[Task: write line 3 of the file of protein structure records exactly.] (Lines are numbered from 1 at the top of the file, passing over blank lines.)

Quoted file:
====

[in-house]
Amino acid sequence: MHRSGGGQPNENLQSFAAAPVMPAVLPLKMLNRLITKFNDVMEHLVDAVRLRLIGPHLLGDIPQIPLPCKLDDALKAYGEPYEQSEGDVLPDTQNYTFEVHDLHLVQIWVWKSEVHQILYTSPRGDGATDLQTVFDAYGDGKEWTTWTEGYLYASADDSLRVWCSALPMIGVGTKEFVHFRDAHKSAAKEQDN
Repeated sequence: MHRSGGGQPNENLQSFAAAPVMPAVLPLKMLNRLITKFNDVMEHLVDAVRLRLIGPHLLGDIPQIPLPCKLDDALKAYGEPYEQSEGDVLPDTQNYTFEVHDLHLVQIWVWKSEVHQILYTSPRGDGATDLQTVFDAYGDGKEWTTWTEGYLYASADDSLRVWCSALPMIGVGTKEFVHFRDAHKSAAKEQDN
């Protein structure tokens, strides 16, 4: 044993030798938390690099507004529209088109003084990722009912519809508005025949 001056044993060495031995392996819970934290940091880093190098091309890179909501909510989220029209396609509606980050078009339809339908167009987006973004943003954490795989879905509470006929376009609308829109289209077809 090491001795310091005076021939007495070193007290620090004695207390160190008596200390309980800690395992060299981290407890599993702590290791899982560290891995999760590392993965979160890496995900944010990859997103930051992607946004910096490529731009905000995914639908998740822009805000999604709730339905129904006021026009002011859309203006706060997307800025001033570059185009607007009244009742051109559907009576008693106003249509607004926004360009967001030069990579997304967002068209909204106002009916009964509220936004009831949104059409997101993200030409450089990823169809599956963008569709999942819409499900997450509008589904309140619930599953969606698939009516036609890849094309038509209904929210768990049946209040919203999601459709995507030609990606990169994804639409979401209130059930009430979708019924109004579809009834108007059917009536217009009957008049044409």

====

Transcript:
Repeated sequence: MHRSGGGQPNENLQSFAAAPVMPAVLPLKMLNRLITKFNDVMEHLVDAVRLRLIGPHLLGDIPQIPLPCKLDDALKAYGEPYEQSEGDVLPDTQNYTFEVHDLHLVQIWVWKSEVHQILYTSPRGDGATDLQTVFDAYGDGKEWTTWTEGYLYASADDSLRVWCSALPMIGVGTKEFVHFRDAHKSAAKEQDN